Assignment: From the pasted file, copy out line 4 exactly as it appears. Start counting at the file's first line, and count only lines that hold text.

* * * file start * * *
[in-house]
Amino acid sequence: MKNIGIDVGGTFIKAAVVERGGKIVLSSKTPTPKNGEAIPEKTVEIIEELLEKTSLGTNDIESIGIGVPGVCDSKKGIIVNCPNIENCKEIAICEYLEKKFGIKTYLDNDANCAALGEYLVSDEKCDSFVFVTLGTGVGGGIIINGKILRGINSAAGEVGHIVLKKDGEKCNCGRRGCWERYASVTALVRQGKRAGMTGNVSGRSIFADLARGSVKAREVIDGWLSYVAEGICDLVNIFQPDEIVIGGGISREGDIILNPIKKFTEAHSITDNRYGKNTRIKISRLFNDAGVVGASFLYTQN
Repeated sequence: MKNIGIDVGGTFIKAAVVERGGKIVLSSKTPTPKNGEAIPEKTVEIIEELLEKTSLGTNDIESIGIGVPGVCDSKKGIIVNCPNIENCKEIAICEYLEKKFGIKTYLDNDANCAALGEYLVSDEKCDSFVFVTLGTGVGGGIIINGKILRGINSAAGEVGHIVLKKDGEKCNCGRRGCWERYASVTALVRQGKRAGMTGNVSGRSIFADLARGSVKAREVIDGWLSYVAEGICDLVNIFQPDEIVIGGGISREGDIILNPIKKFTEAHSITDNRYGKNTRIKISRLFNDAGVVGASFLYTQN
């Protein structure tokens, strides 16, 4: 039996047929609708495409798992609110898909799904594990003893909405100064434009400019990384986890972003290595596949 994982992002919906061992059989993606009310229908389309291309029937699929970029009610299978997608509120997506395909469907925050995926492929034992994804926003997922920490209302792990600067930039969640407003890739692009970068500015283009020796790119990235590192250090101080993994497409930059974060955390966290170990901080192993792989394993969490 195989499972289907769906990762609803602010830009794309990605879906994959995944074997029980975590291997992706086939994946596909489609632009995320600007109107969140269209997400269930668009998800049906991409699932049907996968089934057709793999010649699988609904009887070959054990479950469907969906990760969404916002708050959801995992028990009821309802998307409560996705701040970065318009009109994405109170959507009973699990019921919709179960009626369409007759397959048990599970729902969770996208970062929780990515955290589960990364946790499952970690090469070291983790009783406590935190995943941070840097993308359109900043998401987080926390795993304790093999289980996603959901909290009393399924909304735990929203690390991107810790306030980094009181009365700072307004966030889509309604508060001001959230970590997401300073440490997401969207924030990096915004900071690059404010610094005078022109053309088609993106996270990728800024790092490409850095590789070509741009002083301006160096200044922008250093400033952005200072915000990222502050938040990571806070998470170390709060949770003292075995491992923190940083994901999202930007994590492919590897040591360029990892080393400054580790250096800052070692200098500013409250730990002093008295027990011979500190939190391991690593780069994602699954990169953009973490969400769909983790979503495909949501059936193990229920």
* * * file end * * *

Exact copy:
């Protein structure tokens, strides 16, 4: 039996047929609708495409798992609110898909799904594990003893909405100064434009400019990384986890972003290595596949 994982992002919906061992059989993606009310229908389309291309029937699929970029009610299978997608509120997506395909469907925050995926492929034992994804926003997922920490209302792990600067930039969640407003890739692009970068500015283009020796790119990235590192250090101080993994497409930059974060955390966290170990901080192993792989394993969490 195989499972289907769906990762609803602010830009794309990605879906994959995944074997029980975590291997992706086939994946596909489609632009995320600007109107969140269209997400269930668009998800049906991409699932049907996968089934057709793999010649699988609904009887070959054990479950469907969906990760969404916002708050959801995992028990009821309802998307409560996705701040970065318009009109994405109170959507009973699990019921919709179960009626369409007759397959048990599970729902969770996208970062929780990515955290589960990364946790499952970690090469070291983790009783406590935190995943941070840097993308359109900043998401987080926390795993304790093999289980996603959901909290009393399924909304735990929203690390991107810790306030980094009181009365700072307004966030889509309604508060001001959230970590997401300073440490997401969207924030990096915004900071690059404010610094005078022109053309088609993106996270990728800024790092490409850095590789070509741009002083301006160096200044922008250093400033952005200072915000990222502050938040990571806070998470170390709060949770003292075995491992923190940083994901999202930007994590492919590897040591360029990892080393400054580790250096800052070692200098500013409250730990002093008295027990011979500190939190391991690593780069994602699954990169953009973490969400769909983790979503495909949501059936193990229920």